There are a lot of poets here who are reasonably well known far beyond the West Coast of Lake Michigan – Eric Elshtain, Peter & Michael O’Leary, William Fuller, Ed Roberson, Arielle Greenberg, Shin Yu Pai, Dan Beachy-Quick, Maxine Chernoff, Paul Hoover, Tim Yu, Laura Sims, Roberto Harrison, Stacy Szymaszek – as well as poets who were completely new to me, including Srikanth Reddy, Suzanne Buffam, Erica Berheim, Garin Cychol, Kristy Odelius, Simone Muench, Lea Graham, Michelle Taransky, Cecilia Pinto, Johanny Paz, Ela Kotowska, Jennifer Karmin. And a bunch in between, such as John Tipton or Mark Tardi, whose poetry is some of my favorite in this volume. Tipton & Tardi are two poets I’ve been following for some time now, but it’s not clear to me that they’re nearly as widely known as they’re going to be in, say, another five years. This book should actually help in that process.
What I wasn’t able to figure out, tho, is why this order of poets and not some other. It’s not alphabetical, nor by date of birth, two fairly traditional strategies for organizing collections like this. It doesn’t start off with Paul Hoover & Maxine Chernoff, tho it is very clear that if this scene has parental figures in the way Olson functioned as one for
What I wish, in a way, is that Bianchi & Allegrezza had done for City Visible – beyond, say, just having more pages to work with, or a title that was more accurate, such as From Chicago Out (which would capture the role the city really has in this volume) – is to organize the contents more akin to the way Don Allen gathered his 44 poets in 1960 into five suites. Even if they had, say, gathered the departed into one group, perhaps Wisconsin poets into a second, Iowa into a third, and then divided the true current Chicagoans into one set of poets more aligned with formal poetry institutions, and a second grouping of those whose day jobs are not thus institutionalized around writing, it would have made for a more powerful reading. That’s an opportunity that Stephanie Young missed as well in Bay Poetics but I think I would argue that that minute you go beyond some minimum number of contributors – say thirty – some kind of ordering device or strategy is utterly necessary. The order here is not only NOT better than alphabetical, it’s not as effective as an alphabetical because there’s no perceptible rationale.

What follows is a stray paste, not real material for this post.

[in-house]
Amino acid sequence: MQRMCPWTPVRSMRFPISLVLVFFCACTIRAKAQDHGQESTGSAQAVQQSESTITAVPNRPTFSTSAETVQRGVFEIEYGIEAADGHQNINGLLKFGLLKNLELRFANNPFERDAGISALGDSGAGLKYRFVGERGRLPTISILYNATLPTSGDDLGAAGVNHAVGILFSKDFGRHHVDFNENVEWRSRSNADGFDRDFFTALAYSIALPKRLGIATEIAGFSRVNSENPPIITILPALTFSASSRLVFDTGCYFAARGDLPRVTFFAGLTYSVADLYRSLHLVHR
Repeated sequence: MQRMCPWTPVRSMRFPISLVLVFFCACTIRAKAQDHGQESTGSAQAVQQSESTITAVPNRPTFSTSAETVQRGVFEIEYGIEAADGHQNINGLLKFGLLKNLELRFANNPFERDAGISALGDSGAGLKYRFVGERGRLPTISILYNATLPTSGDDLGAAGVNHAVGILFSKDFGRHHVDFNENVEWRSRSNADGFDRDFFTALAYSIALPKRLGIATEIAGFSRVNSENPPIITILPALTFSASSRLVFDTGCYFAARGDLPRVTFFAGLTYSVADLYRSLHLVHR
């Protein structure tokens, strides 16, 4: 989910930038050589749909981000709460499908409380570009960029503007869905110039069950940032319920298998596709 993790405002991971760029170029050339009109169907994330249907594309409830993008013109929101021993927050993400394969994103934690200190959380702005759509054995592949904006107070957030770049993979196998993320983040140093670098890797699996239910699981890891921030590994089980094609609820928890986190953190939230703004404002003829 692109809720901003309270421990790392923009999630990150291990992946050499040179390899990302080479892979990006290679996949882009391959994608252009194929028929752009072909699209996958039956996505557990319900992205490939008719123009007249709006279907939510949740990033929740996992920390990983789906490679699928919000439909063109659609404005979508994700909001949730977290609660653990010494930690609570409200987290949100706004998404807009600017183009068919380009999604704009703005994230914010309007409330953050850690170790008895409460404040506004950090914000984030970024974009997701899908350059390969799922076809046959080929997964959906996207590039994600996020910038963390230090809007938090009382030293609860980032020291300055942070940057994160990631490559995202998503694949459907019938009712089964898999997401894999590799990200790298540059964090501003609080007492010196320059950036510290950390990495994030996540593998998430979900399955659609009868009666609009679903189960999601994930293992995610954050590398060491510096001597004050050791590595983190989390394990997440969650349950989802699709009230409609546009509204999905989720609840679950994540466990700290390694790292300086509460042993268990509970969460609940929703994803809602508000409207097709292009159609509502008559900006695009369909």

Similarly, I wish the editors had taken maybe ten more pages to discuss their process, their inclusions & exclusions, their theory of the order and anything which might be useful to contextualize the project further. (Did any poets refuse to participate, for example, the way
In all, this is an exciting, eye opening & absolutely useful volume. Its faults, like those of the Allen anthology, have more to do with the limits of human beings and economics & how this book got here in this form than they do with anything that might be “wrong” with the result. One question I would be fascinated to have answered, for example, is whether the editors approached any larger press – the
¹ In addition to Bay Poetics and the numerous anthologies of the
² The risk in this approach, it seems to me, is that it so broadens your possible roster of contributors that it quickly becomes almost meaningless. For example, David Melnick & Tom Mandel both attended the University of Chicago, Andrew Levy taught at the Illinois Institute of Technology for years, Tina Darragh & P. Inman went to library school in Illinois, Jim Liddy’s been practicing a poetics that is one part Jack Spicer, one part Paddy Kavanagh in Milwaukee for decades, Morgan Gibson was once the archetypal Milwaukee poet. Indiana (Eshleman, Hirschman, Fredman) & Michigan (Eshleman again, Wakoski, Watten, Harryman, George & Chris Tysh, Notambu, Pearson when he was there, even John Latta in Ann Arbor) all get left out of this mental map. I’m not suggesting, actually, that any of these poets need to be here – certainly not the way I would argue for Deanovich, Gartung or Sloan – but that the book’s methodology opens the door to such questions.
³ And just as invariably not mentioning Gwendolyn Brooks or, to employ this expanded geographic model, Lorine Niedecker.